Two days ago, the scientists at CERN started celebrating the ten-year anniversary of the discovery of the Higgs boson – now, there is a countdown clock counting down to the launch of the LHC Run 3, which will run from 2022 to 2025.

The celebrations will culminate in the launch of the Large Hadron Collider’s third run (aka LHC Run 3), which will involve particle collisions at “unprecedented energy levels”.

All the excitement has gone to some people’s heads. Outlandish claims about timeline shifts and vortexes in the sky have taken over certain TikTok accounts – we previously wrote about such theories here.

But what is the CERN countdown clock counting down to exactly? And what is so special about the 2022 events planned at the European Organisation for Nuclear Research?

CERN to restart Large Hadron Collider
Photo by Betul Yuruk/Anadolu Agency/Getty Images

CERN countdown clock 2022: What does it mean?

If you visit the CERN website and scroll down, you’ll find a countdown timer. It’ll be ticking away until 6 pm CEST (Central European Summer Time).

That’s 3 pm GMT, 11 am ET, or 8 am PT. 

In other words, it’s quite soon. It might even have happened already by the time you read this article. Hopefully, it’ll be useful to keep reading anyway.

The CERN countdown clock is counting down to the launch of the Large Hadron Collider’s third run, or Run 3, which will last from 5 July 2022 until the end of 2025.

The LHC (Large Hadron Collider) in Geneve, Switzerland on January 25th, 2007.
Photo by Lionel FLUSIN/Gamma-Rapho via Getty Images

What happened during CERN’s LHC Runs 1 and 2?

CERN published its final report on LHC Run 1 on 18 February 2013, but it actually ended a few days earlier.

They called it an “unqualified success” and “a testament to the painstaking preparation by the ion team”. The five-week period of activity had two objectives, both of which were met.

They were – in case you can’t get your head around the scientific jargon like most of us – to deliver 30 inverse nanobarns with proton-lead collisions and deliver five inverse picobarns of proton-proton collisions at a beam energy of 1.38 TeV. TeV stands for trillion electronvolts. 

The LHC then shut down for two years of maintenance and repairs. It started up again in 2015, with proton beams colliding at 13 TeV. This was, at the time, record-breaking.

Behind The Scenes At CERN The World's Largest Particle Physics Laboratory
Photo by Dean Mouhtaropoulos/Getty Images

What will happen when the CERN countdown clock reaches zero?

There are various theories swirling around the Internet regarding black holes and portals to other worlds.

Some TikTokers, and public speakers in general, have taken advantage of the fact many people don’t fully understand what goes on at CERN to peddle conspiracy theories about increased Mandela effects, “timeline shifts” and “vortexes in the sky”.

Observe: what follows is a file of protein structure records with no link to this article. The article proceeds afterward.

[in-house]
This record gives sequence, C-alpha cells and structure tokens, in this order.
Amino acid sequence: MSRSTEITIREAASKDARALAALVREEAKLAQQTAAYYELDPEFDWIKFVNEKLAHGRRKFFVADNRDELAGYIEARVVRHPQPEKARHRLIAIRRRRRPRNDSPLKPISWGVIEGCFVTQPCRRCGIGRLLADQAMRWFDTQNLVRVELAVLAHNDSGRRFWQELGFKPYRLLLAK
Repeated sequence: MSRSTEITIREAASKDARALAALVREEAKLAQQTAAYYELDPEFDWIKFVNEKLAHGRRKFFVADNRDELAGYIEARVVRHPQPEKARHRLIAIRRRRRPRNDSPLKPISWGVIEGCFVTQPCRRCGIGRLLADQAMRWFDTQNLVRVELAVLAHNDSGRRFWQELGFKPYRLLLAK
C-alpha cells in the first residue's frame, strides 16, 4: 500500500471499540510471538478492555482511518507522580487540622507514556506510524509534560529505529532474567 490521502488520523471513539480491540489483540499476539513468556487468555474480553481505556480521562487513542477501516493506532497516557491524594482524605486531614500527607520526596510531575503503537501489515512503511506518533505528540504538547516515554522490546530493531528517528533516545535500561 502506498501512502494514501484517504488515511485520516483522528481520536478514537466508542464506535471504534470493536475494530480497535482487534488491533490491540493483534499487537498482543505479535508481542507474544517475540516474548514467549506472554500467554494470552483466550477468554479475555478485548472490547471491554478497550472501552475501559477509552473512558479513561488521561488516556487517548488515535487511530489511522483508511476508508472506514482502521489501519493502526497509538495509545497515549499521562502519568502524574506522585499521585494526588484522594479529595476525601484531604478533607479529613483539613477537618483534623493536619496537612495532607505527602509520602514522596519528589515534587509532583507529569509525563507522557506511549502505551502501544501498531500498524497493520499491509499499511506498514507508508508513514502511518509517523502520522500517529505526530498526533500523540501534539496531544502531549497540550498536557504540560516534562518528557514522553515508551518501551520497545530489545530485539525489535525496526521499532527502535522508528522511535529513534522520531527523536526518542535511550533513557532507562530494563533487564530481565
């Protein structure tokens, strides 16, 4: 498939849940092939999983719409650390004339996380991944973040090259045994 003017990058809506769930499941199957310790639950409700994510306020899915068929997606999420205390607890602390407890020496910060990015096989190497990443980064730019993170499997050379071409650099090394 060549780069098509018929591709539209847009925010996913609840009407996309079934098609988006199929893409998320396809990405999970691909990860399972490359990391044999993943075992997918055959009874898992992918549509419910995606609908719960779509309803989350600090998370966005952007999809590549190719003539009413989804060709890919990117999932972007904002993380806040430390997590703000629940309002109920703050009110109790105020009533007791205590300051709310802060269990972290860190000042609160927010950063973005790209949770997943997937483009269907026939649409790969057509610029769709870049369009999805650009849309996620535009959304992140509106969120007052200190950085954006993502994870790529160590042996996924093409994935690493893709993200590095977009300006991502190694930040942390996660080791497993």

If you find it unnerving that the ATLAS and CMS detectors at CERN expect to record “more collisions” during Run 3 “than in the two previous LHC physics runs combined”, there are several reasons to rest assured.

First, previous runs did not result in the opening of black holes; second, when the first run began, it was colliding particles at unprecedented energy levels and at unprecedented collision rates – for human activity anyway – and when the second began, that blew the first run out of the water. So it is essentially a question of scale.

Finally, none of those peddling theories about CERN triggering the apocalypse or opening portals between dimensions to allow spiritual beings to pass through have produced any evidence. Nor is there evidence of increases in instances of Mandela effects. The burden of proof lies with those making such claims – which are, as yet, unproven.

Inscryption | Accolades Trailer

Inscryption | Accolades Trailer

You can watch CERN’s third run as it happens via the organisation’s social media channels

The launch of LHC Run 3 will be available to watch online via CERN’s social media channels. You can also tune in by high-quality Eurovision satellite link. Find CERN on Facebook, Instagram, Twitter and YouTube.

You can even enjoy live commentary in five languages (English, French, German, Italian and Spanish). This will explain what is happening when it happens.

The broadcast will include a live Q&A session with experts from the particle accelerators. The purpose of the upcoming physics season is to study the properties of the Higgs boson and extend the Standard Model of particle physics.

Tune in via the CERN website – just keep the 2022 countdown clock open on your computer screen and click the link that pops up when it reaches zero.